The impacts of the student loan debt crisis you might not have considered
By Laurie Farros
You might not know this, but the Biden administration has quietly canceled about $17 billion in student loan debt in the past year. Most of that has gone to targeted categories of borrowers, including the disabled, those defrauded by for-profit institutions, and people working in public service.
Although $17 billion seems like a lot of money—and it is—that figure represents only about one percent of all student loan debt. The Student Debt Crisis Center estimates that 45 million Americans owe more than $1.7 trillion dollars. And while the president hasn’t taken broader debt forgiveness off the table, too many Americans have put off their American dreams while struggling to pay off often crushing debts.
Givling recently surveyed 1,622 Americans across the U.S. to better understand their attitudes toward their student loan debt, including consequences, impacts, and regrets. Their answers offer both a window into the current debt crisis and insight into how we might alleviate the problem moving forward.
The debt crisis is creating generational loss.
The scale of the student loan debt crisis can make it hard to understand the impact on individual Americans. Over 27 percent of the people we surveyed currently have between $35,001–$70,000 in student loan debt. Another 18 percent are carrying between $15,001–$35,000 in debt. Sixteen percent have over $100,000 in debt. Only about 17.5 percent currently held no debt.
That $15,000, $45,000, or even $100,000 represents a lost down payment on a house, 401Ks unfunded, and vacations untaken. It represents golden handcuffs for people trapped in jobs they don’t like and young people living at home because they can’t afford to rent.
Our survey results bear this out. A whopping 28 percent of those surveyed said that student loan debt has forced them to postpone purchasing a house. Over 11 percent are stuck in a career they don’t like while almost 10 percent have put off having a family. In addition, 22 percent of all respondents said that their student loan debt has affected their mental health. The impact on people’s health is a troubling, underreported problem that deserves far more attention.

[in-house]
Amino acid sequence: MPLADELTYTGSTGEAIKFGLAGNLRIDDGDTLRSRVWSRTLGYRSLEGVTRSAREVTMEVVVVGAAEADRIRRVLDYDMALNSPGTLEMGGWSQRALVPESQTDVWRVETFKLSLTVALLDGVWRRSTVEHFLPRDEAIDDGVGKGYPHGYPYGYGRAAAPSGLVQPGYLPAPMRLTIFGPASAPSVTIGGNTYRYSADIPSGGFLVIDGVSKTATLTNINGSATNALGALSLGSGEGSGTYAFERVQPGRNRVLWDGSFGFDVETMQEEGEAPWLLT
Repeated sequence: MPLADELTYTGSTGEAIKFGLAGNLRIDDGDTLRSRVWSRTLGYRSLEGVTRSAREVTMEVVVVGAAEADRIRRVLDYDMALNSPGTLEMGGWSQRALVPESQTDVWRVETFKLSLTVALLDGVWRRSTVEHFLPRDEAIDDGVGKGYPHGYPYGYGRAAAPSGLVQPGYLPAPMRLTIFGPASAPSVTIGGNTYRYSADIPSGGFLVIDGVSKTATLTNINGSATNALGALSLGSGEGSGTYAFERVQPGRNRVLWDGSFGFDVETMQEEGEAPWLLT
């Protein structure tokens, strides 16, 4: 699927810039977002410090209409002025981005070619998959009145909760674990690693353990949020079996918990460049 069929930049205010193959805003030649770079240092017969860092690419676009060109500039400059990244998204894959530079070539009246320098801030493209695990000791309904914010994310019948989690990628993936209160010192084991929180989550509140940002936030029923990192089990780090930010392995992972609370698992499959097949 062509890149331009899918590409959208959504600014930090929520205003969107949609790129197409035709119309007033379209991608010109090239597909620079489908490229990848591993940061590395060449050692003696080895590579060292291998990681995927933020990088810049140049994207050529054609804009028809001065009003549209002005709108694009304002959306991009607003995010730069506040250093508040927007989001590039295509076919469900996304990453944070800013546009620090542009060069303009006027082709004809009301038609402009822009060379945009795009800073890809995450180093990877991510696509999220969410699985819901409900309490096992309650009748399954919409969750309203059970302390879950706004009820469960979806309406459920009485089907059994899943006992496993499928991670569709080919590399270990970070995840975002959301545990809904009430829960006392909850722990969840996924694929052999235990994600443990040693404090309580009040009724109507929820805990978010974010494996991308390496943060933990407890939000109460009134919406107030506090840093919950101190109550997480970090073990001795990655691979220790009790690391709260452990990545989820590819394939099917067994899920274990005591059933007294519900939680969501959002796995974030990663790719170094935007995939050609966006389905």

The underrecognized cost of higher education.
One reason for the mental health challenges is doubtless stress—and with the size of the debt many Americans are carrying, it’s no surprise that they’re struggling. But could this crisis have been avoided—and what might help future generations avoid similar debt?
Our survey suggests one path forward: more financial education and better financial literacy. S&P’s Global Financial Literacy Survey measures financial literacy in four areas: basic numeracy, interest compounding, inflation, and risk diversification.
Asked about their biggest financial regret when it comes to student debt, over 45% (approximately 23 percent each) of our survey respondents said they either did not understand the true cost of their choice or wished they would have been more educated on loans and interest rates. Another 15 percent said they did not understand how long they would be carrying their debt.
Indeed, a FINRA study found “signs of persistent or widening divides between those who are struggling financially and those who are prospering.” They also found many of the same trends our survey revealed, including financial anxiety, college debt remorse, and that “financial education matters.”
While we can’t educate our way out of the current student loan crisis, it is imperative that we pay more attention both to the hidden costs of this epidemic of debt and to how we can educate future generations—both financially and more broadly—without leaving them struggling well into adulthood and deferring their American dreams.
Laurie Farros is the president of Givling, the patented crowdfunding trivia game that helps users eliminate debt.